At first glance, the Federal Aviation Office (LBA) and BMA appear not to have much in common, other than being based in Braunschweig. But there are a number of things they share. An example: security has a high priority for both of them. From time to time, the LBA – the higher federal authority for civil aviation – uses our logistics warehouse to put the skills of explosives detection dogs to the test. Jens Reinbeck, who assesses the animals, tells the interviewer what makes our warehouse an excellent location and how important the dogs’ work is. The 56-year old also explains how the animals find explosives.
Their job is to improve aviation security. Before air mail items or any other cargo are taken to the airport in Germany, they are checked by security firms in large buildings. These companies use x-ray machines and detection dogs to ensure no explosives are hidden in the cargo and that there is no risk for aviation. The Federal Aviation Office is responsible for a secure air cargo supply chain in Germany – and that includes the final assessment and certification of explosives detection dogs.
The warehouse is perfect for our purposes because it is huge and has many storage shelving units. That gives us a wide range of options for placing and hiding odour samples, which the dogs then have to find.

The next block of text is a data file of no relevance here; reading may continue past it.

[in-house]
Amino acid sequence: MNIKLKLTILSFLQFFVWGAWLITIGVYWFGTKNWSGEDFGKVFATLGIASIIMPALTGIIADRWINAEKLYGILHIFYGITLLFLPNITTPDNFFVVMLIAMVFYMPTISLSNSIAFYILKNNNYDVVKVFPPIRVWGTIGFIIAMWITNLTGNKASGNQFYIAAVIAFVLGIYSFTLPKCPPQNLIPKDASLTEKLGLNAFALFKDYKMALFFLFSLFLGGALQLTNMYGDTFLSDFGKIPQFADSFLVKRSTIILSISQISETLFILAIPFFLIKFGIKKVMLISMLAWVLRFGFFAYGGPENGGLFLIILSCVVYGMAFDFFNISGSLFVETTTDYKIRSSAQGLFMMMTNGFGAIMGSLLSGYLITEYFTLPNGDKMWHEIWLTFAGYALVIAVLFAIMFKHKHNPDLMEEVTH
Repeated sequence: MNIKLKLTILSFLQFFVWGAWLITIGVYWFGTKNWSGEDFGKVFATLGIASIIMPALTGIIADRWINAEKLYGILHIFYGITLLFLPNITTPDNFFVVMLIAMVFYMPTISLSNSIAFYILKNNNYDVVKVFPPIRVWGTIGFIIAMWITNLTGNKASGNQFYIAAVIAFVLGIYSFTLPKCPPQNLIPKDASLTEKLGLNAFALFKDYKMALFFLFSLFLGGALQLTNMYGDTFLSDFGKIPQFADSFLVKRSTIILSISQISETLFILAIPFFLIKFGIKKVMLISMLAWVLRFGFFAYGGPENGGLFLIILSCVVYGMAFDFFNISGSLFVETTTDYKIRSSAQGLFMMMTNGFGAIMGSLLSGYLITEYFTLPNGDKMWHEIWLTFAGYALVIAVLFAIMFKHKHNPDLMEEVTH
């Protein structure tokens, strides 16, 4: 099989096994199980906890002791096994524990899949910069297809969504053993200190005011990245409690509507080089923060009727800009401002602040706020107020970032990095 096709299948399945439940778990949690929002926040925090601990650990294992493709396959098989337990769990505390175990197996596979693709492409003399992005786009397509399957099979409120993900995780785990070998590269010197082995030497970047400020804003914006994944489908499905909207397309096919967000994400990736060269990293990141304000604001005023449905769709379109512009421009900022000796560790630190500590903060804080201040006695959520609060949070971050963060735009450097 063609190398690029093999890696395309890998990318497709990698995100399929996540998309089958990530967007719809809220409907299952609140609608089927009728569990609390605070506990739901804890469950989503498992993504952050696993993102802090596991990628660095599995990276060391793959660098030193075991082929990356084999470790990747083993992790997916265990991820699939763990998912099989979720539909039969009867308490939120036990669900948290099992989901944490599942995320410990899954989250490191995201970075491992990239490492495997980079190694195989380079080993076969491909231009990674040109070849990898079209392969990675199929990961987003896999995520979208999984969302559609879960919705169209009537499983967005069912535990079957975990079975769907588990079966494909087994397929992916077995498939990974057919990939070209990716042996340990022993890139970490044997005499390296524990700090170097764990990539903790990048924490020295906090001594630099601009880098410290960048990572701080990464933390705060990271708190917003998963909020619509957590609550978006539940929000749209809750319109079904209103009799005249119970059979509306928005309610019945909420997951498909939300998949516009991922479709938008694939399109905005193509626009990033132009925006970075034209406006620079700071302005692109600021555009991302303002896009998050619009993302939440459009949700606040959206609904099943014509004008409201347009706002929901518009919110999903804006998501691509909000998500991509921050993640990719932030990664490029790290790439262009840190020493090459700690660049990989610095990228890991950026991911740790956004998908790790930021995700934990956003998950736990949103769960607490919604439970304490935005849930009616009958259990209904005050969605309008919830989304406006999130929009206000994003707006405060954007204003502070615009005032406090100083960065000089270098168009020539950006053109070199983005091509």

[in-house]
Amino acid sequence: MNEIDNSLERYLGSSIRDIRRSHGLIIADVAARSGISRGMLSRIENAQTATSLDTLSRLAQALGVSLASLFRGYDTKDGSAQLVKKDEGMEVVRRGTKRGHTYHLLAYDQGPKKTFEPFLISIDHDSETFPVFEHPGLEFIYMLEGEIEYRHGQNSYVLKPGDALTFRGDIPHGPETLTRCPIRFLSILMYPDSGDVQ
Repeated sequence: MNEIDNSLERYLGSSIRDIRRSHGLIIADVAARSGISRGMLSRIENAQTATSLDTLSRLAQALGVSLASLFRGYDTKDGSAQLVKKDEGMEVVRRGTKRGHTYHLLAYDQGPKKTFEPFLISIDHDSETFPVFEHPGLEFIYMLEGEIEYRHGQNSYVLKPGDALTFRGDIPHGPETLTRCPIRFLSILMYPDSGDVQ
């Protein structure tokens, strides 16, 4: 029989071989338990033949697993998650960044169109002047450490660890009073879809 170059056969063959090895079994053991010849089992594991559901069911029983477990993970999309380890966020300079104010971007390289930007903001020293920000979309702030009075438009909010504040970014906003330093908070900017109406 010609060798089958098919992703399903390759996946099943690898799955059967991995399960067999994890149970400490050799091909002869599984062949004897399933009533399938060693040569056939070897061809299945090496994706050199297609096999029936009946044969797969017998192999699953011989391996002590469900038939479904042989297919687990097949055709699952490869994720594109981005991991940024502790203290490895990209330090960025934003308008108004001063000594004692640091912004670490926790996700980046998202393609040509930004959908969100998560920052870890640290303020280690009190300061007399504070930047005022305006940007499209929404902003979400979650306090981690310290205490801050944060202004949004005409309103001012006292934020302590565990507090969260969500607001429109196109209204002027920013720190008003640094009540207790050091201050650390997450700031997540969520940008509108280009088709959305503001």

I’m normally the first one on site on the day of the assessment. I’ll check the complete warehouse, making sure there is nothing that could hurt the dogs. At the same time, I decide where to place the test containers with the odour samples. Then my colleagues will join me, and one of them will have a secure container with the explosive.
Dogs are trained to detect the scent of a range of explosives. So they need to have a high level of obedience and play-drive. When a dog detects the explosive and indicates its location, such as by sitting, freezing or lying down, its favourite toy immediately makes an appearance.
Yes, that’s the motivation. The dog knows that, if it detects the odour of the explosive, its handler will be there immediately and play with it to reward it. It generally takes between four and five months to train an explosives detection dog. The search tasks become increasingly difficult, but the dog’s success is always rewarded. That’s how it is conditioned.
Every dog has that. A dog’s nose has countless tiny capillaries that together are equivalent to two or three football fields in size. But a general principle would be that the bigger a dog’s muzzle, the better its sense of smell. What’s important is that the dog has been trained well, so it can search over an extended period of time.
Typical working dogs are German and Belgian Shepherds, but Dutch Shepherds and hunting dogs are also highly suitable. There are between 60 and 80 explosives detection dogs in Germany. When they’ve finished their work in the warehouse, they’ll go home with their handler. The handler and the animal are a team, and these working dogs are also family pets.
In an exam situation, the handler may get agitated and this is often transferred to the dog via the leash. The animal will sense any feelings of uncertainty in its handler. But this agitation will disappear once the dog has successfully completed the first test area. There are 18 searches overall with different tasks.
Very well. All three dogs passed. Afterwards, the mood is, of course, quite different: the dog and handler are both pleased that the assessment was a success.